What does it mean to be party to a lawsuit? In a lawsuit, a plaintiff claims to have been injured by the wrongful conduct of a defendant. A defendant is a party being sued by a plaintiff in a civil case. In some courts and cases, a defendant may be called a respondent. An attorney is a person who practices law and is appointed to act for another party in a business or legal matter.

Who Are the Parties in a Civil Lawsuit?

A party in a civil lawsuit may refer to an entity or person that's involved in an agreement or a frequent reference by attorneys to entities or people involved in transactions, lawsuits, accidents, or contract.

A civil lawsuit is an adversarial proceeding among or between two or more parties who carry competing interests. The plaintiff is the party that brings the lawsuit to court. The defendant is the party that's sued by the plaintiff.

A counterclaim occurs when a defendant brings a claim against the plaintiff. When this happens, the defendant becomes a "counter-plaintiff" with regard to the counterclaim created against the plaintiff. Parties include the:

  • Respondent: Commonly in opposition to an appeal or petition
  • Petitioner: Files a petition requesting a court ruling
  • Cross-complainant: A defendant that sues another party in the same lawsuit
  • Cross-defendant: A party sued by the cross-complainant

When the counter-defendant or defendant conclude that a third party is legally responsible for the claim brought against them, the defendant will most likely escort the third party into the lawsuit as a third-party defendant. For example, in a workers' compensation case if the employee get injured in a forklift accident they may file a workers' compensation claim against the employer and the forklift manufacturer. Workers' compensation laws usually don't permit the worker to file a personal injury lawsuit against the employer, but they may sue other entities or at-fault persons. The injured party can be awarded compensation for future and past:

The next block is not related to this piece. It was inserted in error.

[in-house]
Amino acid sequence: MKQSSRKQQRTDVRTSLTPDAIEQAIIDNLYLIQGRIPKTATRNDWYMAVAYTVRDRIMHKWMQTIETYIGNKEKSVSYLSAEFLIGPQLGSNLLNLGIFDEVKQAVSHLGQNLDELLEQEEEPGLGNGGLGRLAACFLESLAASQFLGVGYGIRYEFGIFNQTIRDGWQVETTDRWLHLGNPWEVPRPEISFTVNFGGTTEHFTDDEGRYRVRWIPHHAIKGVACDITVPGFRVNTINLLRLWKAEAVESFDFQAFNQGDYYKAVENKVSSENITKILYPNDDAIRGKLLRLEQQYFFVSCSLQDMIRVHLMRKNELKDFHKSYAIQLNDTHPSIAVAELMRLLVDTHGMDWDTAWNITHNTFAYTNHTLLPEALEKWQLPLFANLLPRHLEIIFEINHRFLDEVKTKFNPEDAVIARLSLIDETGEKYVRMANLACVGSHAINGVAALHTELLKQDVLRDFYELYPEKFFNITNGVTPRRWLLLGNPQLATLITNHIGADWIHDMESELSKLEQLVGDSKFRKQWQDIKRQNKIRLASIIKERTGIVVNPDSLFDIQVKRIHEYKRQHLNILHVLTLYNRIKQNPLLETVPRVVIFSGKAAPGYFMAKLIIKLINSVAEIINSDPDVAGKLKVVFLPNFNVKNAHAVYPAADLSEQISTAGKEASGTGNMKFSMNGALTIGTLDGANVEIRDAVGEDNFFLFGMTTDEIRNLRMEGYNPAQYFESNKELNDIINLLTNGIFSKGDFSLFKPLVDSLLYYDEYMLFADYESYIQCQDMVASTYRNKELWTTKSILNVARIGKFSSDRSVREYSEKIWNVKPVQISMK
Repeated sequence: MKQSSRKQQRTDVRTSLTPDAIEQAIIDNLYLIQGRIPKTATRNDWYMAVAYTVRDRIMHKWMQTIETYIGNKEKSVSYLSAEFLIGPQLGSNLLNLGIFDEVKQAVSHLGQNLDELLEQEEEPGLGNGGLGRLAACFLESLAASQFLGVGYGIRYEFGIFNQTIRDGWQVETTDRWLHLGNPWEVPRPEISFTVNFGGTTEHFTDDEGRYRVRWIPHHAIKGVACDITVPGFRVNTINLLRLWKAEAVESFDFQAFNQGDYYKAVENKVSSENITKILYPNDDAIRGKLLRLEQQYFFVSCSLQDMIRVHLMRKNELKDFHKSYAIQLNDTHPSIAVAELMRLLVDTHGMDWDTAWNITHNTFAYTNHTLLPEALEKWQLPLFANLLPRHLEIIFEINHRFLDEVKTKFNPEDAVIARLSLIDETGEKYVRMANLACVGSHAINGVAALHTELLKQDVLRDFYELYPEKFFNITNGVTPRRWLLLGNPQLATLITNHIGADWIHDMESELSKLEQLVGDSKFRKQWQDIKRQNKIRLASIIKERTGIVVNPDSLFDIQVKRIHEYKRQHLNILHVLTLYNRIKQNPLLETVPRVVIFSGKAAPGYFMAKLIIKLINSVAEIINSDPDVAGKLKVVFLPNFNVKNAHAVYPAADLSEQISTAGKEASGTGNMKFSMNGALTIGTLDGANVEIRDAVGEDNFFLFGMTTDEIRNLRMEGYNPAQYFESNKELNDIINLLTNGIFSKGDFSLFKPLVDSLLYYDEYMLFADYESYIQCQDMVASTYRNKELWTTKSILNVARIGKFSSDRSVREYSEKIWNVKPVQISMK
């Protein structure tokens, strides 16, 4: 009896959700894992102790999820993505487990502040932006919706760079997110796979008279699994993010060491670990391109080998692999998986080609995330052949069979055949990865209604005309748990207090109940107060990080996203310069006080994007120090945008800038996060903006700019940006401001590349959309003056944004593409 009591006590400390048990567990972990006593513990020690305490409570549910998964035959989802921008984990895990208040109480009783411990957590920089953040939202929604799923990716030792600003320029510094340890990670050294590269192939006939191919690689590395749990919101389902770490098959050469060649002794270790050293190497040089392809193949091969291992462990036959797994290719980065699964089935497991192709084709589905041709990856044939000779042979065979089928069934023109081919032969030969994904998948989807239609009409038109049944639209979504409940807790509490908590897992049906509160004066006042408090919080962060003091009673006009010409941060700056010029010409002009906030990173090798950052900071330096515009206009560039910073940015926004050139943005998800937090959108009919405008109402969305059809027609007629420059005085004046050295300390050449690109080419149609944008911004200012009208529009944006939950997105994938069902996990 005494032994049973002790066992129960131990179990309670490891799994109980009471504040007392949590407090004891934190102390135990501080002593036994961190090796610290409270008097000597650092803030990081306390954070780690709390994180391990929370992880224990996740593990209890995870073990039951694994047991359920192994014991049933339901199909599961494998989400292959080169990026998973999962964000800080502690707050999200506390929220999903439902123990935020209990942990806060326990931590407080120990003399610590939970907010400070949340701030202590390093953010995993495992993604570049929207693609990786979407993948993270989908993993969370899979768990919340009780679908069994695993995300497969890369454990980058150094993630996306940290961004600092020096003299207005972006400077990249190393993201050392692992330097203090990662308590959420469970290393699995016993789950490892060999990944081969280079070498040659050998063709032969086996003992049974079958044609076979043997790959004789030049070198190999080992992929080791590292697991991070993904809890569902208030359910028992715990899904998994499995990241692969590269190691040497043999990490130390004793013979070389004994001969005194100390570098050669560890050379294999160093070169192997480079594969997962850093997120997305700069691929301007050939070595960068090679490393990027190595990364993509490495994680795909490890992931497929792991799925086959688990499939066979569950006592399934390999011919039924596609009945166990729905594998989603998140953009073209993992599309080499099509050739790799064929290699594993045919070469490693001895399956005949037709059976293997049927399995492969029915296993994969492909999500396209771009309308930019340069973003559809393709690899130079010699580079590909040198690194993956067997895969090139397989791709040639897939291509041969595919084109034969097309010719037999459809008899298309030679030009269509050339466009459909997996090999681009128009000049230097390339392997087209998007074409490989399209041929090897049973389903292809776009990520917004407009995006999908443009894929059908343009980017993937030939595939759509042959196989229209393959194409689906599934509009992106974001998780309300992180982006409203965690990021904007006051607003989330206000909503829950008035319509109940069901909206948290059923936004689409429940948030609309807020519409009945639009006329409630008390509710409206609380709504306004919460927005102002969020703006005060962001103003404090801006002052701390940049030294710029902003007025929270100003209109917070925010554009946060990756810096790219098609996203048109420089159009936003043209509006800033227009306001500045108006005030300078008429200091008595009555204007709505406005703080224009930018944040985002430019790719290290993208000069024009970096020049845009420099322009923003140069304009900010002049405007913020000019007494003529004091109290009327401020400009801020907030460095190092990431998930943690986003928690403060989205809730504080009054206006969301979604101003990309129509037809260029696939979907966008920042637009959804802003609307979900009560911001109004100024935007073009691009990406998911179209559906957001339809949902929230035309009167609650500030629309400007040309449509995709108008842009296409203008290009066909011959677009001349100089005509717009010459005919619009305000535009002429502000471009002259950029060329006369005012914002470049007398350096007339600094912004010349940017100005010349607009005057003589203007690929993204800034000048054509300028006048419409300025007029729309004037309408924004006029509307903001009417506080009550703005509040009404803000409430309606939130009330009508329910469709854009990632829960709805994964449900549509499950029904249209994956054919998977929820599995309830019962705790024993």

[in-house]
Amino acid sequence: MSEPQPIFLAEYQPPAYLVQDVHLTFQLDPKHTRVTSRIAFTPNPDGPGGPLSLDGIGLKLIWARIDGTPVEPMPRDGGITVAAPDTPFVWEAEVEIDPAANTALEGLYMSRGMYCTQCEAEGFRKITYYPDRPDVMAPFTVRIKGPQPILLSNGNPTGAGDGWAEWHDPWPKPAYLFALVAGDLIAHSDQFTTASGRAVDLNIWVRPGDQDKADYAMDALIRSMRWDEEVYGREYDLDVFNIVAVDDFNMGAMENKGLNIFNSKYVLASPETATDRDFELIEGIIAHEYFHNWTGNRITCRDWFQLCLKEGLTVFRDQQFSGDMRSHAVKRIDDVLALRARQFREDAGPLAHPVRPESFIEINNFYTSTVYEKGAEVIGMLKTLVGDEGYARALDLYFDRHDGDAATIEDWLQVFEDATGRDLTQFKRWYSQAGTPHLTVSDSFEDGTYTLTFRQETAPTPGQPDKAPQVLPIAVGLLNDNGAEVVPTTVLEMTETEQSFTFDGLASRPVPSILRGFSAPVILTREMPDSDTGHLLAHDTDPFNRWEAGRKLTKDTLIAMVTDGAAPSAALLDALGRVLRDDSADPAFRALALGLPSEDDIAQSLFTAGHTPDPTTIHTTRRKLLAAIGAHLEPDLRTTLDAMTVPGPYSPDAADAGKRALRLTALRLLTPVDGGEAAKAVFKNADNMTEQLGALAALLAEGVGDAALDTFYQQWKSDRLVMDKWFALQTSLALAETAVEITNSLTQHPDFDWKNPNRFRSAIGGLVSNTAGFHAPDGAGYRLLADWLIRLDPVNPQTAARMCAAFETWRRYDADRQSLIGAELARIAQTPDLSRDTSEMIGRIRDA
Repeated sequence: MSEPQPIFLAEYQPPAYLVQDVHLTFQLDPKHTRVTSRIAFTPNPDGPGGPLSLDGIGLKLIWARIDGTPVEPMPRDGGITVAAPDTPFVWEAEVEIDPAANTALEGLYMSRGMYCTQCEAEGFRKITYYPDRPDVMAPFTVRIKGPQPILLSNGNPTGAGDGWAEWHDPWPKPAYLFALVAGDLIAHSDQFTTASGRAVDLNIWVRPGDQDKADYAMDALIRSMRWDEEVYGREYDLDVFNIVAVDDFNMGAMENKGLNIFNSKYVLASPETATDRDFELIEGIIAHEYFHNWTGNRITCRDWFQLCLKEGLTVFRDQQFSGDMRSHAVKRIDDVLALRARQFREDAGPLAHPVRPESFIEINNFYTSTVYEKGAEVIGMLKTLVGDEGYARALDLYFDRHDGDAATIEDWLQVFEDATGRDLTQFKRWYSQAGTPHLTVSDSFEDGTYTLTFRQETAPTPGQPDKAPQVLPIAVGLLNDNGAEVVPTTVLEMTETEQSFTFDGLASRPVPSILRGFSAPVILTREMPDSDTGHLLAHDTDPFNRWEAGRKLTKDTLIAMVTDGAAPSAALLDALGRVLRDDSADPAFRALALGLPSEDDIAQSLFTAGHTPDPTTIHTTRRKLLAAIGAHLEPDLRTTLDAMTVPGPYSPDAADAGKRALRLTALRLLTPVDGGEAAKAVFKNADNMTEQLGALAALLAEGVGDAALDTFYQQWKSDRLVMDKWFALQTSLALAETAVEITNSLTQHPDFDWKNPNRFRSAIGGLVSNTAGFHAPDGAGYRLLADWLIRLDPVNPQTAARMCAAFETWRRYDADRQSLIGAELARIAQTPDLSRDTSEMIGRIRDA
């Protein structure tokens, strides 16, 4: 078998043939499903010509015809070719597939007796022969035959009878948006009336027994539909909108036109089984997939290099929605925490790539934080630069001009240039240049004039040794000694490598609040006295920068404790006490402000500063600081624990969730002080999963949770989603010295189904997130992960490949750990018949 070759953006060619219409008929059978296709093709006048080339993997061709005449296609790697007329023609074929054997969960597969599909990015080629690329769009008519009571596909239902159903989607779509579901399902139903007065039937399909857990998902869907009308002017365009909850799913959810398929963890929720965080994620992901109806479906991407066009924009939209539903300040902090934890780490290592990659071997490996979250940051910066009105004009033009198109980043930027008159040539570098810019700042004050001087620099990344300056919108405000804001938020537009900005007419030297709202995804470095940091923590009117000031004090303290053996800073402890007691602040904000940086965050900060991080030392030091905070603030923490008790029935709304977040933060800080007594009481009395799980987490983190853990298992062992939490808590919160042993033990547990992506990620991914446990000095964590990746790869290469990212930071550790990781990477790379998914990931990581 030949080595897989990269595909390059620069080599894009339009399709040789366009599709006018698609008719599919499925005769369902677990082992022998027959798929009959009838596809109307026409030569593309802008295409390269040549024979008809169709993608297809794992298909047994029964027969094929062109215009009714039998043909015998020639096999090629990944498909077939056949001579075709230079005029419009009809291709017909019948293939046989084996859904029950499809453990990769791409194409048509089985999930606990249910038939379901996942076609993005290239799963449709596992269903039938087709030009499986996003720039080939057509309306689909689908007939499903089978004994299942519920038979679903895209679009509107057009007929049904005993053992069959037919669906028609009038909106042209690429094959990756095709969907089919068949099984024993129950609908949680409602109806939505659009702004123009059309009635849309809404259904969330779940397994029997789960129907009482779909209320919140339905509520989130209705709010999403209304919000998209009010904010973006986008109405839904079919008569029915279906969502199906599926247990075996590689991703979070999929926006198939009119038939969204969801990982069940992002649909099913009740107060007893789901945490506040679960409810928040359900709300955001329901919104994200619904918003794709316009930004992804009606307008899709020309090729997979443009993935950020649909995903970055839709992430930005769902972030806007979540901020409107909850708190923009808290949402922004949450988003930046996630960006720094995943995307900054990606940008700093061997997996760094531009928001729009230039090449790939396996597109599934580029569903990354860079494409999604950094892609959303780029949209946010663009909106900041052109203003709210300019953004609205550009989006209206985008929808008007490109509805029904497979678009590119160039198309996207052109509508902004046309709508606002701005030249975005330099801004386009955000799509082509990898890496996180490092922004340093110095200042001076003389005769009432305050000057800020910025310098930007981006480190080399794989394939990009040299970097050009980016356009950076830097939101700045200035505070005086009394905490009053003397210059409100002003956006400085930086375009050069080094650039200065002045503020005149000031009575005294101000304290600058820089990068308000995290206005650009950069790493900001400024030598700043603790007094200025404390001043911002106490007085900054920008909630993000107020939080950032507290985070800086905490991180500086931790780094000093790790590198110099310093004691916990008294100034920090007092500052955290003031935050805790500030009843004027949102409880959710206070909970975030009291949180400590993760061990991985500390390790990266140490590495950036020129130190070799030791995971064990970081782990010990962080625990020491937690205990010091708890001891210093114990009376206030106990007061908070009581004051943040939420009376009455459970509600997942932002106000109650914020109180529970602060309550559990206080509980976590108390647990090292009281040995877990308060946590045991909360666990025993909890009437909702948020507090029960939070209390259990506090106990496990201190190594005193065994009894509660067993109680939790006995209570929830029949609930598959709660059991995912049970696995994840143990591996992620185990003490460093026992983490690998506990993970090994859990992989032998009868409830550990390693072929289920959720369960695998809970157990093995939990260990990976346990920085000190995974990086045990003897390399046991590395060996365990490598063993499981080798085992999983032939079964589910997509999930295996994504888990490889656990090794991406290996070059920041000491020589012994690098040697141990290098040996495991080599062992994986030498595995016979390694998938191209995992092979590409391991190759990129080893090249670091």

• Lost wages
  • Medical expenses
  • Suffering and pain
  • Disability
  • Disfigurement

Are the Proper Parties Named?

In order to have a legitimate lawsuit, the correct parties must be named. The party that brings the suit must seek relief from the "real" party in interest. In cases where a minor is involved, the suit must be initiated by a party of legal age who has received the proper authority to sue on behalf of the minor. Usually, this party will be a "next friend" or a guardian. If the person bringing suit:

  • Is deemed incompetent, the suit must be initiated by their guardian
  • Cannot prove their legal capacity, the suit will be dismissed

Problems may occur with respect to identifying the proper party when a plaintiff sues a business. For example, the business may have a "doing business as" name, but that description may not be the same as the legal name of the business (e.g., XYZ LLC, doing business as EZ Auto Repair).

In this scenario, the plaintiff will need to research the state and local business registration databases to figure out the legal business name of the party that should be held accountable. The legal business name must be recovered in order to file suit, because an entity that doesn't bear a legal liability cannot be held liable.

Parties and the Burden of Proof

Once all the required parties are brought together, the case may move forward with the preliminary proceeding and pre-trial discovery, with the trial immediately following. A moving party is the party that has filed a motion with a court. The plaintiff, or moving party, is responsible for proving all of the elements of their claim(s).

It's also the burden of proof that the defendant must prove mitigating circumstances or affirmative defenses in criminal or civil court. In civil court, aggravating circumstances also only have to be proven by a preponderance of the evidence, as opposed to beyond reasonable doubt (as they do in criminal court). This means that judge or jury must conclude that it is more likely than not that a particular event occurred. The defendant must prove to the judge or jury that the plaintiff's claim(s) lack merit. If the defendant fails to do this they will most likely lose the case.

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